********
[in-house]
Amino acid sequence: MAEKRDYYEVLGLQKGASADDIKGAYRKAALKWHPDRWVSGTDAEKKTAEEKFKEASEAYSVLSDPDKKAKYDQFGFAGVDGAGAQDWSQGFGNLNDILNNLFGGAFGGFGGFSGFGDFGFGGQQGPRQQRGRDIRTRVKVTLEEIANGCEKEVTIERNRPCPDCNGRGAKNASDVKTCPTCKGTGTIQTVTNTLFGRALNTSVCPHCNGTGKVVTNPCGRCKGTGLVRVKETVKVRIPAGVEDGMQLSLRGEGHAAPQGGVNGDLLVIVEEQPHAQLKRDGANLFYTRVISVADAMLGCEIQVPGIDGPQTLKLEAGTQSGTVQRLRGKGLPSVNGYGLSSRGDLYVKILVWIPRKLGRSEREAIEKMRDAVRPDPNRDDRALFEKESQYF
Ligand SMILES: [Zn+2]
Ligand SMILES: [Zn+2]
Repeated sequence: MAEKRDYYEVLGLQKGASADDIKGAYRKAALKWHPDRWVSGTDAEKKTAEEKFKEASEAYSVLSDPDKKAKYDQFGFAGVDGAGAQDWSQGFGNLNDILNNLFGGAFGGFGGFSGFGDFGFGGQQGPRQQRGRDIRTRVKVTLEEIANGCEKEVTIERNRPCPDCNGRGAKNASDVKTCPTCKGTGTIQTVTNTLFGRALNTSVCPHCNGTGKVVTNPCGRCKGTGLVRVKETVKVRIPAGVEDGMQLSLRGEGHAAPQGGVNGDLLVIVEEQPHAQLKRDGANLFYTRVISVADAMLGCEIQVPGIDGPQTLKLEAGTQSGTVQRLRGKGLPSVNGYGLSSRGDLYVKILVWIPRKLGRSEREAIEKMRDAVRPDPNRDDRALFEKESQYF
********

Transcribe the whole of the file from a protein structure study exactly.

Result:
[in-house]
Amino acid sequence: MAEKRDYYEVLGLQKGASADDIKGAYRKAALKWHPDRWVSGTDAEKKTAEEKFKEASEAYSVLSDPDKKAKYDQFGFAGVDGAGAQDWSQGFGNLNDILNNLFGGAFGGFGGFSGFGDFGFGGQQGPRQQRGRDIRTRVKVTLEEIANGCEKEVTIERNRPCPDCNGRGAKNASDVKTCPTCKGTGTIQTVTNTLFGRALNTSVCPHCNGTGKVVTNPCGRCKGTGLVRVKETVKVRIPAGVEDGMQLSLRGEGHAAPQGGVNGDLLVIVEEQPHAQLKRDGANLFYTRVISVADAMLGCEIQVPGIDGPQTLKLEAGTQSGTVQRLRGKGLPSVNGYGLSSRGDLYVKILVWIPRKLGRSEREAIEKMRDAVRPDPNRDDRALFEKESQYF
Ligand SMILES: [Zn+2]
Ligand SMILES: [Zn+2]
Repeated sequence: MAEKRDYYEVLGLQKGASADDIKGAYRKAALKWHPDRWVSGTDAEKKTAEEKFKEASEAYSVLSDPDKKAKYDQFGFAGVDGAGAQDWSQGFGNLNDILNNLFGGAFGGFGGFSGFGDFGFGGQQGPRQQRGRDIRTRVKVTLEEIANGCEKEVTIERNRPCPDCNGRGAKNASDVKTCPTCKGTGTIQTVTNTLFGRALNTSVCPHCNGTGKVVTNPCGRCKGTGLVRVKETVKVRIPAGVEDGMQLSLRGEGHAAPQGGVNGDLLVIVEEQPHAQLKRDGANLFYTRVISVADAMLGCEIQVPGIDGPQTLKLEAGTQSGTVQRLRGKGLPSVNGYGLSSRGDLYVKILVWIPRKLGRSEREAIEKMRDAVRPDPNRDDRALFEKESQYF